Sir.—We recently had an alarming case of accidental atropine sulfate poisoning in a 4-year-old boy who was brought to the emergency department after injecting himself with 2 mg of atropine from a vacuum-loaded syringe. Why was such an article within reach of a young child? The boy's uncle had recently returned home from military service. He was stationed in Saudi Arabia and issued the syringe to use as an antidote in chemical warfare, ie, in case he suffered symptoms of cholinergic poisoning.
The child was observed for 24 hours after receiving two consecutive doses of activated charcoal.1 He suffered only minor symptoms of tachycardia, mydriasis, and drying of the mucous membranes, and was released the following day. We were relieved that he had no complications, since, according to reports, people have died of anticholinergic poisoning.2 In this case, the circumstances of the accident were more alarming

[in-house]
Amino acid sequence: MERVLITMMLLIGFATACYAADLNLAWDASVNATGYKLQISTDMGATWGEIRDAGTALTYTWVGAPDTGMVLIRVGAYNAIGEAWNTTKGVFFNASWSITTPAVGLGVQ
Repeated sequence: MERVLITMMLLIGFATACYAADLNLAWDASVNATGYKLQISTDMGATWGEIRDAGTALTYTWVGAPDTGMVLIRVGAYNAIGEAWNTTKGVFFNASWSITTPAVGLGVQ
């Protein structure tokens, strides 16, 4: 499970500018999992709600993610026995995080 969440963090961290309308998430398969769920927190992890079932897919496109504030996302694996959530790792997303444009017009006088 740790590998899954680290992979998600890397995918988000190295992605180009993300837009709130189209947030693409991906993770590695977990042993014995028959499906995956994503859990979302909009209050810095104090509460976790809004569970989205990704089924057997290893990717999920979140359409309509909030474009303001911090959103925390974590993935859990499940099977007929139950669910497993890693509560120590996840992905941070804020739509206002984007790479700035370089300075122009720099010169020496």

SECORD E, CLAUDE S, NEWTON C. War Souvenir Poisoning. Am J Dis Child. 1991;145(7):723–724. doi:10.1001/archpedi.1991.02160070018011
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